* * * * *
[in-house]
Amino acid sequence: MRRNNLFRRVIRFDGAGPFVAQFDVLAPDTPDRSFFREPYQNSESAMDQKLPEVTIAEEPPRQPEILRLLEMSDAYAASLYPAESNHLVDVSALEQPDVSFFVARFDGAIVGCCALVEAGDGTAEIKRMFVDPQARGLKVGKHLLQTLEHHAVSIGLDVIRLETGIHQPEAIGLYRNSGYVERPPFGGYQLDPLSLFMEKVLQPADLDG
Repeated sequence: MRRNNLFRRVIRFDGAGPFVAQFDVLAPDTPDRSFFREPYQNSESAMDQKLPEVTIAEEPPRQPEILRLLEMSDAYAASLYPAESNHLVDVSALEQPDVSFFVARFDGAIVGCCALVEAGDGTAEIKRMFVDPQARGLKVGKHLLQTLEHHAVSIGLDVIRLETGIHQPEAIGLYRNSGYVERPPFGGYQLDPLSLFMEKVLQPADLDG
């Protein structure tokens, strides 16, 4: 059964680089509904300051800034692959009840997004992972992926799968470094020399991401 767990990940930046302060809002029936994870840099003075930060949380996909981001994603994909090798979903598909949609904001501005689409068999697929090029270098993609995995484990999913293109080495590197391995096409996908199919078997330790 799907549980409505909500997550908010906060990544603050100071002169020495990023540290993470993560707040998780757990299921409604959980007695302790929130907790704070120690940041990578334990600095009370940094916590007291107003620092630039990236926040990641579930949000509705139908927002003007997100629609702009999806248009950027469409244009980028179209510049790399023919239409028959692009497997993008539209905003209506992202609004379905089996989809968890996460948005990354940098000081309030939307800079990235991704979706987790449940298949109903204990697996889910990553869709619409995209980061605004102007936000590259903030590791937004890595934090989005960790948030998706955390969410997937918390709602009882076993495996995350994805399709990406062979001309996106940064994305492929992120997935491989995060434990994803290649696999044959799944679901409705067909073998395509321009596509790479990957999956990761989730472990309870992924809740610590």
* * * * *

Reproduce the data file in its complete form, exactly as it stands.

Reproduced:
[in-house]
Amino acid sequence: MRRNNLFRRVIRFDGAGPFVAQFDVLAPDTPDRSFFREPYQNSESAMDQKLPEVTIAEEPPRQPEILRLLEMSDAYAASLYPAESNHLVDVSALEQPDVSFFVARFDGAIVGCCALVEAGDGTAEIKRMFVDPQARGLKVGKHLLQTLEHHAVSIGLDVIRLETGIHQPEAIGLYRNSGYVERPPFGGYQLDPLSLFMEKVLQPADLDG
Repeated sequence: MRRNNLFRRVIRFDGAGPFVAQFDVLAPDTPDRSFFREPYQNSESAMDQKLPEVTIAEEPPRQPEILRLLEMSDAYAASLYPAESNHLVDVSALEQPDVSFFVARFDGAIVGCCALVEAGDGTAEIKRMFVDPQARGLKVGKHLLQTLEHHAVSIGLDVIRLETGIHQPEAIGLYRNSGYVERPPFGGYQLDPLSLFMEKVLQPADLDG
């Protein structure tokens, strides 16, 4: 059964680089509904300051800034692959009840997004992972992926799968470094020399991401 767990990940930046302060809002029936994870840099003075930060949380996909981001994603994909090798979903598909949609904001501005689409068999697929090029270098993609995995484990999913293109080495590197391995096409996908199919078997330790 799907549980409505909500997550908010906060990544603050100071002169020495990023540290993470993560707040998780757990299921409604959980007695302790929130907790704070120690940041990578334990600095009370940094916590007291107003620092630039990236926040990641579930949000509705139908927002003007997100629609702009999806248009950027469409244009980028179209510049790399023919239409028959692009497997993008539209905003209506992202609004379905089996989809968890996460948005990354940098000081309030939307800079990235991704979706987790449940298949109903204990697996889910990553869709619409995209980061605004102007936000590259903030590791937004890595934090989005960790948030998706955390969410997937918390709602009882076993495996995350994805399709990406062979001309996106940064994305492929992120997935491989995060434990994803290649696999044959799944679901409705067909073998395509321009596509790479990957999956990761989730472990309870992924809740610590």